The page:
In the biggest failure of a US bank since the 2008 financial crisis, regulators seized the assets of Silicon Valley Bank (SVB.O) and Signature Bank (SBNY.O) last Friday and Sunday, respectively. SVB, a key lender for early-stage tech businesses, had been struggling to raise funds to offset losses due to the sale of assets affected by higher interest rates. Meanwhile, Signature Bank had seen its securities erode as interest rates rose, with almost a quarter of its deposits coming from the cryptocurrency sector.
To reassure customers and financial markets, US officials from the Treasury, Federal Reserve, and Federal Deposit Insurance Corporation (FDIC) released a joint statement on Sunday evening. It confirmed that depositors of both banks would be fully protected, and that depositors whose funds exceeded the maximum government-insured level would also be made whole. The statement emphasized that the move would not lead to losses for American taxpayers.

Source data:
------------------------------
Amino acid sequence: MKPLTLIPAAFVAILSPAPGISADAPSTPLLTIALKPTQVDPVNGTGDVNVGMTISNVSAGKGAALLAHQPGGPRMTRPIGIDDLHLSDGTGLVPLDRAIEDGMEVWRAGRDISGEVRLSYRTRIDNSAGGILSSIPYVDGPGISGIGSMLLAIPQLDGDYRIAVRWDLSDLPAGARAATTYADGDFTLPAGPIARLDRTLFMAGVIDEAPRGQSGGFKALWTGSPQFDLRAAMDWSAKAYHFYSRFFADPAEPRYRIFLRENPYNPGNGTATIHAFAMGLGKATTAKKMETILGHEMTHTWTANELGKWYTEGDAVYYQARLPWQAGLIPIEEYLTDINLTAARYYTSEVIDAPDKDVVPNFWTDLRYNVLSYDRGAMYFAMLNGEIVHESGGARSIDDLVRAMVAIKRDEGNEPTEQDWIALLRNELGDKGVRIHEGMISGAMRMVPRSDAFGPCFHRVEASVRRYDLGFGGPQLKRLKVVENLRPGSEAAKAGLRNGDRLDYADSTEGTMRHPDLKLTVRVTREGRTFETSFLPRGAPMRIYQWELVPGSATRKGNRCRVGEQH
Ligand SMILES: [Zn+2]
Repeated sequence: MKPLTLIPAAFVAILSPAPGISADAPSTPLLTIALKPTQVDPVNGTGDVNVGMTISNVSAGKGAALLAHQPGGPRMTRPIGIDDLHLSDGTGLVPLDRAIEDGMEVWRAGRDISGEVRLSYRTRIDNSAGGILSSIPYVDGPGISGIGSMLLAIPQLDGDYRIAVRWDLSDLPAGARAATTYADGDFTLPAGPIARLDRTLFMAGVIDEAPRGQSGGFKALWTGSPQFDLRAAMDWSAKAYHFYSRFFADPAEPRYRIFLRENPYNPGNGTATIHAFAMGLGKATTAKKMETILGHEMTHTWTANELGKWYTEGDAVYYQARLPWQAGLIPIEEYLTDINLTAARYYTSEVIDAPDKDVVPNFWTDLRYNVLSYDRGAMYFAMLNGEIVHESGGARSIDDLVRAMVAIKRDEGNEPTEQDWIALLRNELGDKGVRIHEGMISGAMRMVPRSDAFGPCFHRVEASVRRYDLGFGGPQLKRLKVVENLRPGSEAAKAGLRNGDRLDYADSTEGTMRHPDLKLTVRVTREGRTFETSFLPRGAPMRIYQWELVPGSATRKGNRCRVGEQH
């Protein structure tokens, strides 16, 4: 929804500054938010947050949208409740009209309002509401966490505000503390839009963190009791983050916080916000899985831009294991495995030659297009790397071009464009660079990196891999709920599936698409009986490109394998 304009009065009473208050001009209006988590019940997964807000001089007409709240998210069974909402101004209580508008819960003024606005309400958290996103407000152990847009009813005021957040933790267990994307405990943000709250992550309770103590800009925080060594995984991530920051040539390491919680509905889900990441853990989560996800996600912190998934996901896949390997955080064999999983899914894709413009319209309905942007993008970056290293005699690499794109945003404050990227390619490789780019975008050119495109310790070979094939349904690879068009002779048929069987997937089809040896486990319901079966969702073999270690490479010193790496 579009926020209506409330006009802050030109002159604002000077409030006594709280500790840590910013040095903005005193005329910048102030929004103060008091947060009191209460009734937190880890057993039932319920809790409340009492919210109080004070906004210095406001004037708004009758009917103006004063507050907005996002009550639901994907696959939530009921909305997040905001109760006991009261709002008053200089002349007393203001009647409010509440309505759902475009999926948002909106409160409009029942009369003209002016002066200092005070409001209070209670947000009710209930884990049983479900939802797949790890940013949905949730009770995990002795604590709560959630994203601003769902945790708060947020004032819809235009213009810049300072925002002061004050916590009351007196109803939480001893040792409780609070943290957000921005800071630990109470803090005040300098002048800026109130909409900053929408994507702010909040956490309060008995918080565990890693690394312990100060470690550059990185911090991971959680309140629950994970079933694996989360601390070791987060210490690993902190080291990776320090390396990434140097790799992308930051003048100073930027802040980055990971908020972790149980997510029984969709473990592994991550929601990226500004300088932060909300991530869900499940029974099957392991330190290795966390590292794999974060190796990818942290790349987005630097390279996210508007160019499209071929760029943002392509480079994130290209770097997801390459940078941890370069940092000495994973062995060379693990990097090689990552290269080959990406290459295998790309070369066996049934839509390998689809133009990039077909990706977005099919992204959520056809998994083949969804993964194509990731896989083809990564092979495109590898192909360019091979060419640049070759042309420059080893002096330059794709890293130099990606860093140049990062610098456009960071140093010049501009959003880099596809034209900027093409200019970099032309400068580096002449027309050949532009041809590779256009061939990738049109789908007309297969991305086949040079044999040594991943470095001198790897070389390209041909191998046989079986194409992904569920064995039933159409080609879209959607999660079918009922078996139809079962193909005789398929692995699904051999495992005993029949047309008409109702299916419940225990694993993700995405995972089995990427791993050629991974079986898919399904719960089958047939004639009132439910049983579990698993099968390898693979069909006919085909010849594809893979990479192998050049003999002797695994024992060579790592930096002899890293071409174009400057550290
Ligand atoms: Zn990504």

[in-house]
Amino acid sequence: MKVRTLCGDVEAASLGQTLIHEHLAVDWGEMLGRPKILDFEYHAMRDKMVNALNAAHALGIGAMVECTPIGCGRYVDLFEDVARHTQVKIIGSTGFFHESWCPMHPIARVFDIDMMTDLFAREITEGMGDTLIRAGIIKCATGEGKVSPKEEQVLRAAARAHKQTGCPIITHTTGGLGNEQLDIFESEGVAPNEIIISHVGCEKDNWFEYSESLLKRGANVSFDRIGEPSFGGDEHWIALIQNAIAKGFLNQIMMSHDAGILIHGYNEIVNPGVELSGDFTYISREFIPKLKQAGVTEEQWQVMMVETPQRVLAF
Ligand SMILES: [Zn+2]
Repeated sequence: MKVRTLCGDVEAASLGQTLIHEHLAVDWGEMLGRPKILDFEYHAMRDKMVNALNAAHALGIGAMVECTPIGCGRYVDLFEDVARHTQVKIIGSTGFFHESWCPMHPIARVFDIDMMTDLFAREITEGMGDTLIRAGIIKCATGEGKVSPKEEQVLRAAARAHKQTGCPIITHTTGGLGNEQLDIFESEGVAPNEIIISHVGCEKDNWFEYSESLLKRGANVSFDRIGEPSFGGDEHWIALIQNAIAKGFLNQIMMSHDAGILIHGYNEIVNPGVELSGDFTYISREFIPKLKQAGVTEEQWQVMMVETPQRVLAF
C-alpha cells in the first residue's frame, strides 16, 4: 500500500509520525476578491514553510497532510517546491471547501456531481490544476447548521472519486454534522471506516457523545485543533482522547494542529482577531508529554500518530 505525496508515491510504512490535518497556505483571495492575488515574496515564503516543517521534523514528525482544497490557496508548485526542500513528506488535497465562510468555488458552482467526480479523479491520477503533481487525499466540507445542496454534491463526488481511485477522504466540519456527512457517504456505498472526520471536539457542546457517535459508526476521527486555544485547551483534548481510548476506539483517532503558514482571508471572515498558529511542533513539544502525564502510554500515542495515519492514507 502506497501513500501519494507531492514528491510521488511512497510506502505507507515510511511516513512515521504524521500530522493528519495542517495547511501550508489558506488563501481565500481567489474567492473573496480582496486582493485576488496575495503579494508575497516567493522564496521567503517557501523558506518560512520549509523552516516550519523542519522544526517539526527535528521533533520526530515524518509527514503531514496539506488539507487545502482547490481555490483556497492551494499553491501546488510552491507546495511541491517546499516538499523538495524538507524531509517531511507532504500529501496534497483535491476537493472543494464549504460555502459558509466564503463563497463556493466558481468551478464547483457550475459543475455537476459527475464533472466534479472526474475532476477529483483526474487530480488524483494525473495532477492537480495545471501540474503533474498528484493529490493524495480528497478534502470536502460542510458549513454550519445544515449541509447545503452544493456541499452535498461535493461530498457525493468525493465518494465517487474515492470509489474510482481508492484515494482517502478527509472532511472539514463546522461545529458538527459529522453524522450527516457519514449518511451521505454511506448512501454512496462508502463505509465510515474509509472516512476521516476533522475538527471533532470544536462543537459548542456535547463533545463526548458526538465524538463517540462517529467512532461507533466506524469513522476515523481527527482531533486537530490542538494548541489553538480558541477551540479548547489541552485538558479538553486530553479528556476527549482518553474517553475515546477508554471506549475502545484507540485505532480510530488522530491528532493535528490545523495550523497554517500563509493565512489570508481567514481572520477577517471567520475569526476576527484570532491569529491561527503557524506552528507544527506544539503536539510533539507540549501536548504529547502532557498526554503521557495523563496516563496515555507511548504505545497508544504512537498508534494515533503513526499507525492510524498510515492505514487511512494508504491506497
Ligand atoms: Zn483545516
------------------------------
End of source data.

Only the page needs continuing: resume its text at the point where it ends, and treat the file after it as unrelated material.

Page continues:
The announcement sent stock indexes up in early Asia trading, but left questions unanswered about potential buyers for the banks, and left equity and bondholders of the failed institutions with steep losses. SVB, in particular, was the banking partner for almost half of US venture-backed technology and healthcare companies that listed on stock markets last year.
Despite the challenges ahead, the officials emphasized the importance of protecting the US banking system to promote strong and sustainable economic growth. In their statement, they said, “Today we are taking decisive actions to protect the US economy by strengthening public confidence in our banking system. This step will ensure that the US banking system continues to perform its vital roles of protecting deposits and providing access to credit to households and businesses.”
The move to protect depositors came as a relief to customers of the two failed banks, who will have access to their deposits starting on Monday.